Reviewed

“Ten Days in a Mad-House” by Nellie Bly

I think I was in fifth grade when I first learned about Nellie Bly, thanks to an assignment to write a biography of someone from history. As I remember, I thought about Laura Ingalls Wilder but then I saw a book in the library about how Nellie Bly went around the world in 72 days, eight days less than Jules Verne thought it would take. Nellie became my hero then, and I’d already wanted to be a journalist so she was the perfect fit. I don’t know why it took me until now to read Ten Days in a Mad-House, but it did.
Ten Days in a Mad-House is Nellie Bly’s account of being asked by a New York newspaper to get herself committed to the insane asylum on Blackwell’s Island and report on the conditions there. Despite it being 1887, despite there being few female journalists, and despite the fact that she’d have to feign being insane and be committed to an asylum, Nellie said yes.

It’s a little startling how many similarities there still are between mental health treatment of 1887 and of 2018. Some things can be judged and diagnosed by science now but some things are still judged and diagnosed by opinion. It’s always important, if it’s a court case, to have a sympathetic and understanding judge and jury, if you suffer mental illness. In modern times, prison is too often used as a mental health facility and it seems in 1887 that there was little difference between asylums and prison, except that you sometimes got released from prison.

Taken at face value, Nellie Bly got committed to Blackwell’s Island to report on the conditions inside the asylum there. It’s all too obvious that she found the deeper question speaks to the actual treatment, if there was any other than simply controlling the so-called insane, of the people there. And so much of the asylum’s identity was tied to it’s being a ‘public institution’ and a place of charity, though this did work in the favor of reforms she helped bring about, that it’s easy to compare the moldy, spider-filled bread of 1887 to the bagged meals that ‘public institutions’ today serve. Food, clothing, shelter, medical treatment, and general welfare are still issues that need to be constantly revisited today.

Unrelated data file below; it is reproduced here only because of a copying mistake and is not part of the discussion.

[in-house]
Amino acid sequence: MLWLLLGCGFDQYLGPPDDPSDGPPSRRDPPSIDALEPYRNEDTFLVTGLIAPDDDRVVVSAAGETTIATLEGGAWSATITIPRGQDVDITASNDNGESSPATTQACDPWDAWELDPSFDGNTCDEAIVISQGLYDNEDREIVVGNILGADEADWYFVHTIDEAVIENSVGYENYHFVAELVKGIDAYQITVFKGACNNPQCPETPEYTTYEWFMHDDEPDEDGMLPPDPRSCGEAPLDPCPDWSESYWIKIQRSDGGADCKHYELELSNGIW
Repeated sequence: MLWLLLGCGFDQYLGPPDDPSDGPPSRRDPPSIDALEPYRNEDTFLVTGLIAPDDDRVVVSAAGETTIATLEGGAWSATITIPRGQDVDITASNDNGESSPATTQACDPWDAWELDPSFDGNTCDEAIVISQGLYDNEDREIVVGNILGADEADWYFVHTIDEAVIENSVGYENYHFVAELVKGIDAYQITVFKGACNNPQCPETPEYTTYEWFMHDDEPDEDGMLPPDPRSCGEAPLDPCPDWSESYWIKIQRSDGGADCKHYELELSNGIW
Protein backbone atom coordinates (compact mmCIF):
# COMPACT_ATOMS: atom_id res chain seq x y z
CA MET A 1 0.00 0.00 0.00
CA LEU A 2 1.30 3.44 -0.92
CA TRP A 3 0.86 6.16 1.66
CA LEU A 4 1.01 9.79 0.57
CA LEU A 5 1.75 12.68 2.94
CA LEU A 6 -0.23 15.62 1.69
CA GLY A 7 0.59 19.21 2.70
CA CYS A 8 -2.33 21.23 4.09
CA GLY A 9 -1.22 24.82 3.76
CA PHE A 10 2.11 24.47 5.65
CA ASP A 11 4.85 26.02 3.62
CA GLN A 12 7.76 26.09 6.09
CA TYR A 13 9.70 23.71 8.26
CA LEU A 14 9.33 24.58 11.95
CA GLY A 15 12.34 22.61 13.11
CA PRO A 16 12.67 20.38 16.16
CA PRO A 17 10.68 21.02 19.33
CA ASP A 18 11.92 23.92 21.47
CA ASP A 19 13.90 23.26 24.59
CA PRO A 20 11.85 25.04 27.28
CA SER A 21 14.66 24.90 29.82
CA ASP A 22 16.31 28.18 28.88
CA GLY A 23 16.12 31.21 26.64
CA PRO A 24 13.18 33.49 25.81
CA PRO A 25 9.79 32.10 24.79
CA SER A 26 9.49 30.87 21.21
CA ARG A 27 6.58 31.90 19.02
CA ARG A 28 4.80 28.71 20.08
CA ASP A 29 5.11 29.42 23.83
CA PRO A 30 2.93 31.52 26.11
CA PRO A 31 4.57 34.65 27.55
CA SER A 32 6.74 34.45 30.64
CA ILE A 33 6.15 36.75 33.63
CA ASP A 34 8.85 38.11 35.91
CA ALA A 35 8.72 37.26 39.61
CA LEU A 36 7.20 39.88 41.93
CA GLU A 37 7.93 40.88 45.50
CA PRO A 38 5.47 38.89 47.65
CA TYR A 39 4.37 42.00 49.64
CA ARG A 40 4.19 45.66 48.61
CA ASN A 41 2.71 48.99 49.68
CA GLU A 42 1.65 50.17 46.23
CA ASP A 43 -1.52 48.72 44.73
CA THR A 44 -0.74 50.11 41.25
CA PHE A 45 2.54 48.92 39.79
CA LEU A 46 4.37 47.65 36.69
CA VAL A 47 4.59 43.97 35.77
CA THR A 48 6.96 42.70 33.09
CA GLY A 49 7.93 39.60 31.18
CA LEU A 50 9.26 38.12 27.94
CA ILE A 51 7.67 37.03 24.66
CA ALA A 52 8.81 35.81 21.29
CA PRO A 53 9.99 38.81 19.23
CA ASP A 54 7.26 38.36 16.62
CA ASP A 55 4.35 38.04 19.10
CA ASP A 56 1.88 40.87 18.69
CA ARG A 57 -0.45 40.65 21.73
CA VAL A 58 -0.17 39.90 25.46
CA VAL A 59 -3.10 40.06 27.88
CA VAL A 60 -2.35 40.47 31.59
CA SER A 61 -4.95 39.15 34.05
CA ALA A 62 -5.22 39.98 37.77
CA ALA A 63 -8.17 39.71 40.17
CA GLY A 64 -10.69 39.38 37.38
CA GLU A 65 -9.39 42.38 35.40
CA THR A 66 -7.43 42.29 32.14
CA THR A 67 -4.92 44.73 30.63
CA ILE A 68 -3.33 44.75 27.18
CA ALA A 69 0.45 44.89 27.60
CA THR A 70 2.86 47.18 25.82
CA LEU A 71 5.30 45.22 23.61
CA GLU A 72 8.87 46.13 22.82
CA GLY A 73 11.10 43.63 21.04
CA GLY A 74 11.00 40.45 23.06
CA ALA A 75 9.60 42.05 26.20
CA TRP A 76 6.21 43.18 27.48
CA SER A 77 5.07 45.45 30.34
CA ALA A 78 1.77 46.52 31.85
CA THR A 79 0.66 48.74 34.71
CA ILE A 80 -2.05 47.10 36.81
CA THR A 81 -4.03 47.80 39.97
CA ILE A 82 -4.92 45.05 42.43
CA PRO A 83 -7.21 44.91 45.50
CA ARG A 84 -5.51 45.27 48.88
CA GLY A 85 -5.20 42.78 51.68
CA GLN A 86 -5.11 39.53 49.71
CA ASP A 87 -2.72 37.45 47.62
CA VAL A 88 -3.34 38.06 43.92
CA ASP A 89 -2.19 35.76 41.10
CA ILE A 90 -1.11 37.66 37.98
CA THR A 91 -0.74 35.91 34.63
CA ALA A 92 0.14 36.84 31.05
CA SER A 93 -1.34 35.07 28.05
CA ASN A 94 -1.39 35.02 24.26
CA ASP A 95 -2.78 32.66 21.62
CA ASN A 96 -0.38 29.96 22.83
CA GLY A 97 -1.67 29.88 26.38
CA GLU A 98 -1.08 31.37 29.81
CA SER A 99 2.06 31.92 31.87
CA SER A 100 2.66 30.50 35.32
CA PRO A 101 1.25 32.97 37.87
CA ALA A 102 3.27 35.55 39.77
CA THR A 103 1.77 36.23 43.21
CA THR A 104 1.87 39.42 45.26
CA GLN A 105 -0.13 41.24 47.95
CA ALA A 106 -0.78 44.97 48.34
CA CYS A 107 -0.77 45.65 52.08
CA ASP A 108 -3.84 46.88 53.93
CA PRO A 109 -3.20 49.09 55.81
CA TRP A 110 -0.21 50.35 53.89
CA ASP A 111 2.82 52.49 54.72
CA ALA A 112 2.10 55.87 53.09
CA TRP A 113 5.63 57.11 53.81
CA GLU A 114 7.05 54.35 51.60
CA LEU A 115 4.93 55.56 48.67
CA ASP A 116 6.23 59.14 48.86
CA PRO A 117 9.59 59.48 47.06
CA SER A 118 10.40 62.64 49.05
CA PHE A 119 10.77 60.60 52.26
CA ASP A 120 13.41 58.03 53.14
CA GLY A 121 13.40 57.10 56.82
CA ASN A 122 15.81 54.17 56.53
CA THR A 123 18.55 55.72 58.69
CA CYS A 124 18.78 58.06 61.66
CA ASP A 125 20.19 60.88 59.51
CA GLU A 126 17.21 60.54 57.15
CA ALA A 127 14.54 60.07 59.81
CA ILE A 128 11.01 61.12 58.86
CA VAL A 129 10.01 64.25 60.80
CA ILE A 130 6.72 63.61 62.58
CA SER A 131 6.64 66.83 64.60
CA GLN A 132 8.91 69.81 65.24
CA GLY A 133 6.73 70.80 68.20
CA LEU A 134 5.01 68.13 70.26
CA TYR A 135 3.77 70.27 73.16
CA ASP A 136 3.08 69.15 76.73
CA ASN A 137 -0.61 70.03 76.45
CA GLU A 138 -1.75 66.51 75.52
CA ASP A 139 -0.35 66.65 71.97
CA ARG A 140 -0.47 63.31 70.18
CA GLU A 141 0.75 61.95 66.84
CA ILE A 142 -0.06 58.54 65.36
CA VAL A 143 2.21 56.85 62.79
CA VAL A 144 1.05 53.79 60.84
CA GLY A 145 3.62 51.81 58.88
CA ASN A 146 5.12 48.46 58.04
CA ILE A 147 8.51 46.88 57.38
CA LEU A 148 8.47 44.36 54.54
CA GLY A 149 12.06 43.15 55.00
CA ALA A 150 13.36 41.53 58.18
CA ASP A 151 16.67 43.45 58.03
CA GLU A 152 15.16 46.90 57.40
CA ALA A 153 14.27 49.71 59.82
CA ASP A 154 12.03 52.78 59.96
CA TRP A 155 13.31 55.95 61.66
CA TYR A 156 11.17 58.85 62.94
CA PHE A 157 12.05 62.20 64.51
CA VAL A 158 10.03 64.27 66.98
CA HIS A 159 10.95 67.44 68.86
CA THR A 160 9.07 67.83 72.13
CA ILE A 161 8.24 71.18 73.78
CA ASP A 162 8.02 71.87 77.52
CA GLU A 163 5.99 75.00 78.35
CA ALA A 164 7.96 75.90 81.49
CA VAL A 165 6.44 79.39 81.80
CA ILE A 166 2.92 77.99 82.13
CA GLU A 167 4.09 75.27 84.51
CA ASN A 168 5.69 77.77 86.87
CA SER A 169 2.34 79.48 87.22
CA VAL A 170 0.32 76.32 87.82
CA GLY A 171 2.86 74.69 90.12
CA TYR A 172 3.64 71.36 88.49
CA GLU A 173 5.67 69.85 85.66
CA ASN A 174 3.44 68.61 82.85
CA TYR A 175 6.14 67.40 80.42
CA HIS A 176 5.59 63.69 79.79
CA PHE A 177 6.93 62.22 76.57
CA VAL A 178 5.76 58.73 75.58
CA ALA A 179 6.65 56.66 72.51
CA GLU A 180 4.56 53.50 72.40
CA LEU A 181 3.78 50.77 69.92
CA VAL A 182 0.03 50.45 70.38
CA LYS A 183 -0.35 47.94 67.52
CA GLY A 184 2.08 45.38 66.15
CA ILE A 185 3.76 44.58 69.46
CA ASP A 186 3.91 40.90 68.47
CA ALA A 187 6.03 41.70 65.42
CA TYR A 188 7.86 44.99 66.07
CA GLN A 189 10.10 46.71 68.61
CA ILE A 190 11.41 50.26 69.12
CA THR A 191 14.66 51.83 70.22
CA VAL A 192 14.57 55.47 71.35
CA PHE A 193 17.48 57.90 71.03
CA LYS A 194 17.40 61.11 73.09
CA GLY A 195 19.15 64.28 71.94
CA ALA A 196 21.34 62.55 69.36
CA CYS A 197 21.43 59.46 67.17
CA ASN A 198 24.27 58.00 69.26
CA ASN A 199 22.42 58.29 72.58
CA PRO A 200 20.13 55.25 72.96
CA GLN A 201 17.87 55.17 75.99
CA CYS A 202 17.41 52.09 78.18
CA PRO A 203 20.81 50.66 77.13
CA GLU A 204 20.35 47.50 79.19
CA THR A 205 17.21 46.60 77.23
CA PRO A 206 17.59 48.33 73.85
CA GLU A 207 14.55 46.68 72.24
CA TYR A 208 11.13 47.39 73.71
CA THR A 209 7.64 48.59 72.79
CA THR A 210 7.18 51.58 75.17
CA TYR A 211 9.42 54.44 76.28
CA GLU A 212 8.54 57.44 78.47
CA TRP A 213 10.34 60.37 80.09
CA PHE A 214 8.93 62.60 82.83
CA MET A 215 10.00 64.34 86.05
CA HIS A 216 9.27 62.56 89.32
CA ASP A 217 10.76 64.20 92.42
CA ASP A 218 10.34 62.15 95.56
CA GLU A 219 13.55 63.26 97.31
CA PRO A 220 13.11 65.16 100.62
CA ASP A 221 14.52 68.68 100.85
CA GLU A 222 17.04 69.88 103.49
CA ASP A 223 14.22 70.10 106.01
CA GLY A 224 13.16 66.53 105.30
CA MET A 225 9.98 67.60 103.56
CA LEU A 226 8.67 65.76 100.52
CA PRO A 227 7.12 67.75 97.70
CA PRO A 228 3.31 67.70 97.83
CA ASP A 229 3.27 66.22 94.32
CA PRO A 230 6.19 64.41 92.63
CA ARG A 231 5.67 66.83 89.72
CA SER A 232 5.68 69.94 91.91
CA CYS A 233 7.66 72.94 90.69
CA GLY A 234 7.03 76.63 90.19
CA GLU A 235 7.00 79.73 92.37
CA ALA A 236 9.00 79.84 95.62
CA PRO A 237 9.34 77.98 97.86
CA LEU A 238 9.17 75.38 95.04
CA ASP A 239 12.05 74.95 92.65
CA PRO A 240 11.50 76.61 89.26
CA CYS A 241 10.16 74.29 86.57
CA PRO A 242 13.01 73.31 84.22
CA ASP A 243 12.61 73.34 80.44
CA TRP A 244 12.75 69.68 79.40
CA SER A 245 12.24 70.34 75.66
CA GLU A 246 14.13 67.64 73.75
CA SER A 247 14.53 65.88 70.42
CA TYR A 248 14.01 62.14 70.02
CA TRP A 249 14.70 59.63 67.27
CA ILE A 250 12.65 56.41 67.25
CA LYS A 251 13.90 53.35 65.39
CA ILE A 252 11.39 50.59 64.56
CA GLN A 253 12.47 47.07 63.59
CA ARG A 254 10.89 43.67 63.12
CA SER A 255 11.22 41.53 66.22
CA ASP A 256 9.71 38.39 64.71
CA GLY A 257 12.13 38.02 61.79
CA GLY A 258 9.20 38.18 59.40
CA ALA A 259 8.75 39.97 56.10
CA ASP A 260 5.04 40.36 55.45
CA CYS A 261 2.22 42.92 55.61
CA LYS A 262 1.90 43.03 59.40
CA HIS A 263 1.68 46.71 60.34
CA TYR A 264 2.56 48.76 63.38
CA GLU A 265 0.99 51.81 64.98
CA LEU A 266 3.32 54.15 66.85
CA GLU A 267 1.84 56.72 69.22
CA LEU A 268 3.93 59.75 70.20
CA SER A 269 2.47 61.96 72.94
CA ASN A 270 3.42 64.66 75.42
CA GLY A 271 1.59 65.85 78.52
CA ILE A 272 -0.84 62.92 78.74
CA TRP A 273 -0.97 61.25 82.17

One thing that particularly struck me was the emphasis on immigrants. She identified so many women as German, Irish, Hebrew, etc. that it makes me realize even that hasn’t changed much at all. That immigrants are still seen as outliers, as different to the point of being criminals, dangerous, or bears of illness and disease is more than a little heart-breaking.

The two final essays in the account are related to Nellie Bly’s undercover work as a servant in an upper class New York City home and as a ‘white slave girl’ making boxes in factories that offered horrible conditions. They were important in 1887, I’m sure, and are still, sadly, important things for people to thing about because slavery and terrible working conditions still exist around the world.

This book was obviously, given the changes it brought to the treatment and housing of the mentally ill in 1887 and after, important at the time. It is still important now. It is stark too, for the things that haven’t changed and the things that have only changed a little. It should still be required reading

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